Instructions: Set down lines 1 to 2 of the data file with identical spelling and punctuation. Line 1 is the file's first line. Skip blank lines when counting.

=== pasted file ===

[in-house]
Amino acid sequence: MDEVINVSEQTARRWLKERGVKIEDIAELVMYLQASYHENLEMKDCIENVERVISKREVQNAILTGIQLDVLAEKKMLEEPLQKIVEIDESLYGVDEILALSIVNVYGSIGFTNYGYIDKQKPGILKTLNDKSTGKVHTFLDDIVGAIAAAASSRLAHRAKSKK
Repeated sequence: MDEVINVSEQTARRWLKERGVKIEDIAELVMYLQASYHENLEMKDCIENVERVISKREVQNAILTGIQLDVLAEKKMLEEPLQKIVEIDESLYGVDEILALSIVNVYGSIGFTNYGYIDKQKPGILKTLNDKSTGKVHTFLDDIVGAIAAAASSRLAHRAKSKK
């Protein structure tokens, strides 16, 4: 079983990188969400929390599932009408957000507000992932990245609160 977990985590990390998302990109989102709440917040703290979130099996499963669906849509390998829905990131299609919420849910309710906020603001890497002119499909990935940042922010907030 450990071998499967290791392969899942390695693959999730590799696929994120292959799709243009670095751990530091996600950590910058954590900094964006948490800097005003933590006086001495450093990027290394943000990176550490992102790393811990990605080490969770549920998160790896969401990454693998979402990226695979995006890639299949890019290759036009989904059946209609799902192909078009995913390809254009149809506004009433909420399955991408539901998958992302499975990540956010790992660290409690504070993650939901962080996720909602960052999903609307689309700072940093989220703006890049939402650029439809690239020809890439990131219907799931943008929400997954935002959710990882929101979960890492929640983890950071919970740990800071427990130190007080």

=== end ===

[in-house]
Amino acid sequence: MDEVINVSEQTARRWLKERGVKIEDIAELVMYLQASYHENLEMKDCIENVERVISKREVQNAILTGIQLDVLAEKKMLEEPLQKIVEIDESLYGVDEILALSIVNVYGSIGFTNYGYIDKQKPGILKTLNDKSTGKVHTFLDDIVGAIAAAASSRLAHRAKSKK